• Students with ODD might be easily distracted by computers and touch devices, especially if they do not use them regularly.
  • Other considerations

  • Children with challenging behaviour might engage in risky behaviours more often than other children.
  • Some children may refuse to follow rules and instructions. This can put themselves or others in danger.
  • Remind children of the rules to keep them safe.
  • Use positive language and a neutral tone when giving instructions, like telling students what to do instead of what not to do.
  • Some students may engage in challenging behaviours when teachers are applying first aid.
  • Use a neutral tone, and explain clearly and simply what you are going to do, such as when applying a band aid.
  • Some students may engage in disruptive behaviour during emergency drills. Clear and simple instructions on the procedure may help.
  • Some students might also show challenging behaviours towards others students. It’s important to remember children are most likely trying to communicate a need or want that is not being met.
  • Strategies under 'build their skillset' might help, such as building social skills and emotional regulation.
  • Try to 'help students build positive environments', and 'create a warm and nurturing environment'.
  • Refer to the ABC approach for more information on how to reduce challenging behaviour by supporting the child and promoting more helpful behaviour, and our emotions page for more information about supporting a child with managing their emotions.
  • Some students may engage in challenging behaviours with new teachers or support staff. Having a clear schedule may help avoid disruptive behaviour.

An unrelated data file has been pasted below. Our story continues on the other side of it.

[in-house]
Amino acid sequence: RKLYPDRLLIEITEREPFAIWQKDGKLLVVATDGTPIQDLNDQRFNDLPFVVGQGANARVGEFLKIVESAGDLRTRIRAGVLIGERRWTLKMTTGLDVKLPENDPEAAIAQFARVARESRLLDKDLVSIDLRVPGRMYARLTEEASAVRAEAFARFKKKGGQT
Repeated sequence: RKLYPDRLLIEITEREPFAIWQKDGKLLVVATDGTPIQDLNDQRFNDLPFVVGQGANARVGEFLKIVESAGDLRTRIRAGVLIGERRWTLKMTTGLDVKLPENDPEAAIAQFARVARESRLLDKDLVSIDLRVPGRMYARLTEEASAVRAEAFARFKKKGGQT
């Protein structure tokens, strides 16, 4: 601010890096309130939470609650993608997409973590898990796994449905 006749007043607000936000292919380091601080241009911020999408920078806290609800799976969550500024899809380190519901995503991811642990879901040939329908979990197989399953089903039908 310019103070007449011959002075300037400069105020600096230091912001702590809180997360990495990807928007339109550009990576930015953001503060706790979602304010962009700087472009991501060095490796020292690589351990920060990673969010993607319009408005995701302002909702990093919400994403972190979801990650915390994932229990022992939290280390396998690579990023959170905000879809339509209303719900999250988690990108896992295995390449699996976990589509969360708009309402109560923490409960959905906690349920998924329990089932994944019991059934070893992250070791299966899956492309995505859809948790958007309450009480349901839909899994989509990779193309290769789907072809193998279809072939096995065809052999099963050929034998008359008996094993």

• When possible, let children know when relief staff are coming.
  • Stick to routines as much as possible. Talk to relief teachers about the strategies you use, so they can continue using them.
  • Some students with ODD may have trouble getting along with other students. They might find it hard to make friends, and they may be left out.
  • Help students build social skills.
  • Students with ODD might find homework challenging. An effective homework routine may be helpful for them. Some children may refuse to complete work if they are feeling forced. Allowing them to feel in control of their own work through providing choices may help.
  • Excursions and camps may be challenging for students with ODD as there are likely to be new distractions, and a change in routine.
  • Consider safety when planning an excursion if a student struggles to follow instructions or is likely to be impulsive.
  • Some students with ODD might have language delays. Some students with ODD may have a limited vocabulary, and not know words to describe how they are feeling.
  • Visit our section on specific learning disorders for specific strategies.
  • Students with ODD may develop feelings of depression. This can impact their schoolwork and relationships. Watch for changes in behaviour and consider referring a student to the school’s wellbeing staff if indicated.
  • A relevant tip is 'help students to manage their emotions'.
  • A child with ODD may benefit from supports when moving across education settings
  • Keep parents informed of what is happening in the transition period.
  • For more information about supporting students with disabilities when transitioning to a primary or secondary school setting access AllPlay Learn's transition page.
  • Students with ODD may also experience attention-deficit/hyperactivity disorder, anxiety or a specific learning disability.
  • Refer to information about these areas to help support the student.
  • Relevant resources

    Visit our resources page for a range of resources that can help to create inclusive education environments for children with disabilities and developmental challenges. Some particularly relevant resources for children with oppositional defiant disorder include:

    Strengths and abilities communication checklist
    Class schedule
    Emotion cards (A4)
    Student self-monitoring form
    Problem solving guide
    Story - When my teacher is away
    Story - Going on an excursion